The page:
Can you introduce yourself and your work?
I'm from Burkina Faso, which is a Least Developed Country but landlocked. And I am in the solar energy business with work in rural areas for rural electrification. With the Mama Light for Sustainable Energy initiative I organize trainings with my government with a program of 6,500 youth and women in 13 regions in Burkina Faso.
A lot of LDCs have contacted me to implement Mama Light in their countries because we are tackling the climate issue, the Paris Agreement, the SDGs. There are gender aspects, health aspects, youth job creation – which are all very important. So that’s what I'm doing with the initiative and it’s helping with economic growth and also it's good for our continent.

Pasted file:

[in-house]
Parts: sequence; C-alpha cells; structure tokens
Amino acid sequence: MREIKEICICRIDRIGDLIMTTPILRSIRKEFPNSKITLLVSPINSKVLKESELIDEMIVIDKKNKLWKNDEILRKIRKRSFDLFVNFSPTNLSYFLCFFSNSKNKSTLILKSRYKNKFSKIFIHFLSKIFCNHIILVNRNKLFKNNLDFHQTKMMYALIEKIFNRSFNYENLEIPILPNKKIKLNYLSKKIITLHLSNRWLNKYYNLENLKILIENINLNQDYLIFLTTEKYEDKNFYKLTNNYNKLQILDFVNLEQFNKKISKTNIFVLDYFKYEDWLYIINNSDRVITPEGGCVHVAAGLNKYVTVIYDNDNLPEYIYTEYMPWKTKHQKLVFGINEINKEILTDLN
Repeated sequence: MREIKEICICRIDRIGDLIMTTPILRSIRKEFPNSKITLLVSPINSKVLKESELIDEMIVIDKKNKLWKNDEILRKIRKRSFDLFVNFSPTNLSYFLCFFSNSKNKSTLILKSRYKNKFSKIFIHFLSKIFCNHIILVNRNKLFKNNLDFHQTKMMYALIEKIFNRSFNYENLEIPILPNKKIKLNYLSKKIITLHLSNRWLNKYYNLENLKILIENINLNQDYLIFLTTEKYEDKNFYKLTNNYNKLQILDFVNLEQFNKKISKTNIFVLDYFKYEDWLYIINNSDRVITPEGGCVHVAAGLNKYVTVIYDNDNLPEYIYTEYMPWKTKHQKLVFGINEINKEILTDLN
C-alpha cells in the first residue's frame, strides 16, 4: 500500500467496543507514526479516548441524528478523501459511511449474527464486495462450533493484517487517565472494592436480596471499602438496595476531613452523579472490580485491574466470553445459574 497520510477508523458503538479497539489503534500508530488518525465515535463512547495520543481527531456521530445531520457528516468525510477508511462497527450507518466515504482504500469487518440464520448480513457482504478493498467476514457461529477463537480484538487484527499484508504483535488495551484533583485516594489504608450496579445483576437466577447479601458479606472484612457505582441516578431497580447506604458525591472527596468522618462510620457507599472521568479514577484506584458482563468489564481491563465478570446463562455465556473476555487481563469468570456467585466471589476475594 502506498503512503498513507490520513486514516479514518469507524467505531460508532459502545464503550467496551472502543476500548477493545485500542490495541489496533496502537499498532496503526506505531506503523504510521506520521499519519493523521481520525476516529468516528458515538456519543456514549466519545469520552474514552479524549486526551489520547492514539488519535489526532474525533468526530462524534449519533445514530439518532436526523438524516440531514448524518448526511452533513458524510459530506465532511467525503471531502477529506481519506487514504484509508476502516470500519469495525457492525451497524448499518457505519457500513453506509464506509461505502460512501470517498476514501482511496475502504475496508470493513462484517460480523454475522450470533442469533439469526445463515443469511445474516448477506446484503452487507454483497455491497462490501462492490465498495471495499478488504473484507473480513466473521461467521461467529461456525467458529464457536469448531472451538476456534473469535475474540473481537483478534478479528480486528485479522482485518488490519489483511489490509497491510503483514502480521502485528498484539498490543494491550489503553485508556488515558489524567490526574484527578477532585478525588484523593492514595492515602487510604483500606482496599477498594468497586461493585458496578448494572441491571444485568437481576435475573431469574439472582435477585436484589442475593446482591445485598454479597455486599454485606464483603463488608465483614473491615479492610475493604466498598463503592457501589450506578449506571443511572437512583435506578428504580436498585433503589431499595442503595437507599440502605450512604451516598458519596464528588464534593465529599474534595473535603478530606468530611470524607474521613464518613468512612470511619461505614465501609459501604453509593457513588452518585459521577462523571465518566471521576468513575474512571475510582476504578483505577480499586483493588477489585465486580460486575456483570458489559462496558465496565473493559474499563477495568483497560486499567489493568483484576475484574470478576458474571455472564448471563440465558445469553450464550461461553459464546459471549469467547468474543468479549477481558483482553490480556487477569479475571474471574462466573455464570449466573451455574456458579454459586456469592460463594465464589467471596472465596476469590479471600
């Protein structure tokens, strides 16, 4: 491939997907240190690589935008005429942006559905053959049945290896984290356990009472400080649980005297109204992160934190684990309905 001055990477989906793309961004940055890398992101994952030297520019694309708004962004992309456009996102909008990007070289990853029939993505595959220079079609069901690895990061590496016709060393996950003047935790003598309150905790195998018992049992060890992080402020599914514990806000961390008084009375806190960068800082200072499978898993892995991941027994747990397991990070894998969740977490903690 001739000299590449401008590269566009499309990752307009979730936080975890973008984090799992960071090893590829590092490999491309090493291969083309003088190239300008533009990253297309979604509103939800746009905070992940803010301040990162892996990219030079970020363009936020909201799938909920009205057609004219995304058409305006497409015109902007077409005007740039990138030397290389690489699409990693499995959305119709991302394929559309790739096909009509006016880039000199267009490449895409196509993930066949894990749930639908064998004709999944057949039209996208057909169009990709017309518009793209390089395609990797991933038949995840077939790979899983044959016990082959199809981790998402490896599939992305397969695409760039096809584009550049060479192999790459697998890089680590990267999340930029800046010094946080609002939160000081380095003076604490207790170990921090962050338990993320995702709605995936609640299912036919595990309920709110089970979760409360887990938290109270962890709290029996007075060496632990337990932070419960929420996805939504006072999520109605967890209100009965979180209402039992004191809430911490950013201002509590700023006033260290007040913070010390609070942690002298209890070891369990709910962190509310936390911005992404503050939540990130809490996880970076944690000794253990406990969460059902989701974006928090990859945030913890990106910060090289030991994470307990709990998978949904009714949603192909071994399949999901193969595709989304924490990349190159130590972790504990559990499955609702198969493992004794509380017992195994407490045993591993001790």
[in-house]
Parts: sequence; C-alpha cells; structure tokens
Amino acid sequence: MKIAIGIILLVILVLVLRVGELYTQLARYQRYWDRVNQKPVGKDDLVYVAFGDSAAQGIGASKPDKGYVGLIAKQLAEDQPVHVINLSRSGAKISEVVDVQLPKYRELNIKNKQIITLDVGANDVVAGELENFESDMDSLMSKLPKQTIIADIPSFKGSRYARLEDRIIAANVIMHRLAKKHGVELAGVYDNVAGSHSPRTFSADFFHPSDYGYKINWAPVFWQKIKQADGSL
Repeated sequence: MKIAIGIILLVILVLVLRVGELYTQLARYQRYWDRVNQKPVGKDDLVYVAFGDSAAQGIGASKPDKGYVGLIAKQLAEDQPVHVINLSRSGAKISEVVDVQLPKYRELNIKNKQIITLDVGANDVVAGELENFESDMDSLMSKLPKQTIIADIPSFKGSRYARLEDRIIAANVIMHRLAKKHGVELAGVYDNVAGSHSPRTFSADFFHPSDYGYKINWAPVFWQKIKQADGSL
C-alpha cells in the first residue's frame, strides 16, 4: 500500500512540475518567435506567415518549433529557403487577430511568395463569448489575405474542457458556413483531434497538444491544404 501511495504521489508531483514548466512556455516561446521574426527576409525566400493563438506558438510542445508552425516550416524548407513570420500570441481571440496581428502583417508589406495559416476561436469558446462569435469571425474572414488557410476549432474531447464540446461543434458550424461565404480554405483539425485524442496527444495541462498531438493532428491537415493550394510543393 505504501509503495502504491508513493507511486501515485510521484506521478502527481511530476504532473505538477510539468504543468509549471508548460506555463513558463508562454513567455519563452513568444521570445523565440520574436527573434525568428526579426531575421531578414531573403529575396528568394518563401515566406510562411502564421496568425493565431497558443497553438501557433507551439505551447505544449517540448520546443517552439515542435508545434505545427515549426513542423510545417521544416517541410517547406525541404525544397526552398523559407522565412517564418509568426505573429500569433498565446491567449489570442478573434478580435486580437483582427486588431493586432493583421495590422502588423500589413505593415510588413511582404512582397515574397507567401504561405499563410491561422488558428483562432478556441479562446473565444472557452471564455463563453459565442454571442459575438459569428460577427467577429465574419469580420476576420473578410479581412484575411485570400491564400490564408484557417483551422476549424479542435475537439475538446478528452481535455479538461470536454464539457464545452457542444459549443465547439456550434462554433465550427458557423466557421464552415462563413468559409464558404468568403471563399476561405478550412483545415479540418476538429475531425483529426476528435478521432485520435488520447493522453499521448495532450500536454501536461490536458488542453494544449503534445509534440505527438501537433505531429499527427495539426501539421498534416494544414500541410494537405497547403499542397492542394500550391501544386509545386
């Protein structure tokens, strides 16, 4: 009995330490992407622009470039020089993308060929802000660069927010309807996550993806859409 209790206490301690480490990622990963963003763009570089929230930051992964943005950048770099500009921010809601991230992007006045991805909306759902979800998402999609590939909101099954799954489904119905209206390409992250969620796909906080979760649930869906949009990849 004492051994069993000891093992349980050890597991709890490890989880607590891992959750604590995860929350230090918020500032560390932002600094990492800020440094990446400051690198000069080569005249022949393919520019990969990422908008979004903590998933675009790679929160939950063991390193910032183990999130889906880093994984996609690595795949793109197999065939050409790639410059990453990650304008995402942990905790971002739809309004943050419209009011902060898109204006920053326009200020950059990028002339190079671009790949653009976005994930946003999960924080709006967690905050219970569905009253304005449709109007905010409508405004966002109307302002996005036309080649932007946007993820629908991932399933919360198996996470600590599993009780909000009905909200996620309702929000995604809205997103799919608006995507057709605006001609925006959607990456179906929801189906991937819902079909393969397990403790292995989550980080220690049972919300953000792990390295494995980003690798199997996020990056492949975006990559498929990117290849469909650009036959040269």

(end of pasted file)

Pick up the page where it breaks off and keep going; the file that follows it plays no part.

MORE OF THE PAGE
We need to be in the driver's seat of economic growth because it's important for us and for the next generation, and is the right pathway to trade with other countries. It's my duty to start doing some of the homework to facilitate trade. If other SMEs want to trade it's much easier if they can see skilled people in the field– that’s really when we will have economic growth.
As you are immersed in the climate issue and energy, what is your opinion on the give and take between trade and supporting the environment?
If I can quote my grandmother who passed away at 110, she always told me be aware that what you eat is waste and waste is food, so whatever we produce has consequences. Sometimes we go top down instead of greening up – for me it's about greening up. We have solutions that are right there, that we can be inspired by, that others can take and bring to scale.
We can learn from the mistakes of OECD countries and we can protect nature and do business because it's not conflicting. It’s a matter of really using our resources in a smart way, teaching our children. Sometimes we think big, and it is also those simple things that make life easier like recycling and reusing.